I could probably go on for a bit longer, but I'll spare all of you this evening.  Hopefully you found this interesting and maybe it will encourage you to read more about birth order.  At the very least it will hopefully help you begin to understand your own family of origin, your spouse's, and new people in your life as you notice how a personality is molded by these factors.

Tuesday, February 25, 2014

Why I eventually came to love Parks & Rec

Pin It
We don't have cable TV.  We have a TV, but we just use it for movies and Netflix so we don't really watch that many shows.  (And when you randomly throw out a line from an extremely pervasive commercial, we have no idea what you are talking about.  Sorry.)  But we like it that way.

Parks and Recreation was not a show we originally watched from the beginning.  We watched a couple of episodes since it came on before or after something we watched back when we had cable, but we never really got into it.  The Office was a show my husband started watching long before it was mainstream and we knew it was made by the same people, but it just didn't seem as good.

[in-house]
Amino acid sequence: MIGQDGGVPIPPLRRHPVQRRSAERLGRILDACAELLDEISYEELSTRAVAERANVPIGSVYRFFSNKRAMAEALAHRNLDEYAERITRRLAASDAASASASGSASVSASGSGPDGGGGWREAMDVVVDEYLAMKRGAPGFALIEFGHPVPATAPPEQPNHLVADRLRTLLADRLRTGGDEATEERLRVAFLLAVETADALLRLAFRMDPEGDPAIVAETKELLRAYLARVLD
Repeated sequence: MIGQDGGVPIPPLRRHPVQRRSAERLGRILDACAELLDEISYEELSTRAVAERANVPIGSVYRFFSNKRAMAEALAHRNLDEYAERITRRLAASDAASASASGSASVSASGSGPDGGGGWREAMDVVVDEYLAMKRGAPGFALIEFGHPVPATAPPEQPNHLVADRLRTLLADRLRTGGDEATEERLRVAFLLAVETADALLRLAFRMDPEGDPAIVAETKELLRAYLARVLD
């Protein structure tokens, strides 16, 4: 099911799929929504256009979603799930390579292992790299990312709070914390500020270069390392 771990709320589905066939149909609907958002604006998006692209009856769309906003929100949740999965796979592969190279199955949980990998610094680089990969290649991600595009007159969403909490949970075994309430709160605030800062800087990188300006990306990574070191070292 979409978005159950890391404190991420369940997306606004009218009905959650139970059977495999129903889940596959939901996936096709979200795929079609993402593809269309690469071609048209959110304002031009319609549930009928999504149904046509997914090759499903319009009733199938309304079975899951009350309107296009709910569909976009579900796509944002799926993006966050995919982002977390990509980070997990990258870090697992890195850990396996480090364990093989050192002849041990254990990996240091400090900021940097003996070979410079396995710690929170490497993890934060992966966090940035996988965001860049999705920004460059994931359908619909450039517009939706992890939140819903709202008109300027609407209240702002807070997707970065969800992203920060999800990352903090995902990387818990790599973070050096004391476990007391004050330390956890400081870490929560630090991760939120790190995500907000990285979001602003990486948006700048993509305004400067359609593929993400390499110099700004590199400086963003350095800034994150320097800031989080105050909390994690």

Fast forward a few years and I much prefer it.  I know it seems really dumb at first and I definitely didn't think it was funny to begin with (I'm looking at you, Jessica), but it has me now.  It's a common plot device these days--an extremely diverse group of people who really care about each other.  They all work together in a small department of the city, Parks and Recreation.  While some of the plots are kind of ridiculous, I ended up being really won over by the way that everyone on the show really cares for each other and tries to help.  Especially Leslie, the main character.  Whereas Michael Scott was awkwardly funny on The Office, Leslie Knope is awkward and funny and kind.  And her co-workers and friends appreciate it.  She works very hard to do the right thing and while many of her co-workers don't agree with her, at the end of the day they all see how much she cares and reciprocate.